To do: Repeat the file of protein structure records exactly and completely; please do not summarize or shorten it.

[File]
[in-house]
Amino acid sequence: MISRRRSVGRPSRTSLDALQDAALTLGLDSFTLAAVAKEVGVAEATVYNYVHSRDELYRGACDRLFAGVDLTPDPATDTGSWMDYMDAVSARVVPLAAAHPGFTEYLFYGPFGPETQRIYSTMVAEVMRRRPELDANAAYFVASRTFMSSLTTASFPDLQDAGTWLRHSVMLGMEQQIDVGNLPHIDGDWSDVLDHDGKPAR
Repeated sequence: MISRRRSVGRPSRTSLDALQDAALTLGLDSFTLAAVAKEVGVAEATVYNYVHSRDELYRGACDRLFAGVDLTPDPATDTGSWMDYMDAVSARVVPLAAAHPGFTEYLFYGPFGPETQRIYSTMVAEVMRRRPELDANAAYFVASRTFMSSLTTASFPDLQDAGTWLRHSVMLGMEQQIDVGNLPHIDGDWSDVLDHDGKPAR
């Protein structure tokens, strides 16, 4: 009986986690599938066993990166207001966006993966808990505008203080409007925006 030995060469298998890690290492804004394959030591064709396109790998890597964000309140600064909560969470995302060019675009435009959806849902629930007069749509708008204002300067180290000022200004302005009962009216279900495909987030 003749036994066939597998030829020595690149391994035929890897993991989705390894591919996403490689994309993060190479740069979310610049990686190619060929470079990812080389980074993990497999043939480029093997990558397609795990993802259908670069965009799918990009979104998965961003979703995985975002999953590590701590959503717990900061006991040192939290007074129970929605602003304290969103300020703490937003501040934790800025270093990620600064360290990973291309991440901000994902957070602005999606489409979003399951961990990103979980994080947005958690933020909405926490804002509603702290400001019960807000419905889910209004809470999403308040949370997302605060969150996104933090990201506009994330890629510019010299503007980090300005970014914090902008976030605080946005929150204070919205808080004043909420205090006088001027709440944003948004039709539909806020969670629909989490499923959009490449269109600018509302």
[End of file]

[in-house]
Amino acid sequence: MISRRRSVGRPSRTSLDALQDAALTLGLDSFTLAAVAKEVGVAEATVYNYVHSRDELYRGACDRLFAGVDLTPDPATDTGSWMDYMDAVSARVVPLAAAHPGFTEYLFYGPFGPETQRIYSTMVAEVMRRRPELDANAAYFVASRTFMSSLTTASFPDLQDAGTWLRHSVMLGMEQQIDVGNLPHIDGDWSDVLDHDGKPAR
Repeated sequence: MISRRRSVGRPSRTSLDALQDAALTLGLDSFTLAAVAKEVGVAEATVYNYVHSRDELYRGACDRLFAGVDLTPDPATDTGSWMDYMDAVSARVVPLAAAHPGFTEYLFYGPFGPETQRIYSTMVAEVMRRRPELDANAAYFVASRTFMSSLTTASFPDLQDAGTWLRHSVMLGMEQQIDVGNLPHIDGDWSDVLDHDGKPAR
């Protein structure tokens, strides 16, 4: 009986986690599938066993990166207001966006993966808990505008203080409007925006 030995060469298998890690290492804004394959030591064709396109790998890597964000309140600064909560969470995302060019675009435009959806849902629930007069749509708008204002300067180290000022200004302005009962009216279900495909987030 003749036994066939597998030829020595690149391994035929890897993991989705390894591919996403490689994309993060190479740069979310610049990686190619060929470079990812080389980074993990497999043939480029093997990558397609795990993802259908670069965009799918990009979104998965961003979703995985975002999953590590701590959503717990900061006991040192939290007074129970929605602003304290969103300020703490937003501040934790800025270093990620600064360290990973291309991440901000994902957070602005999606489409979003399951961990990103979980994080947005958690933020909405926490804002509603702290400001019960807000419905889910209004809470999403308040949370997302605060969150996104933090990201506009994330890629510019010299503007980090300005970014914090902008976030605080946005929150204070919205808080004043909420205090006088001027709440944003948004039709539909806020969670629909989490499923959009490449269109600018509302």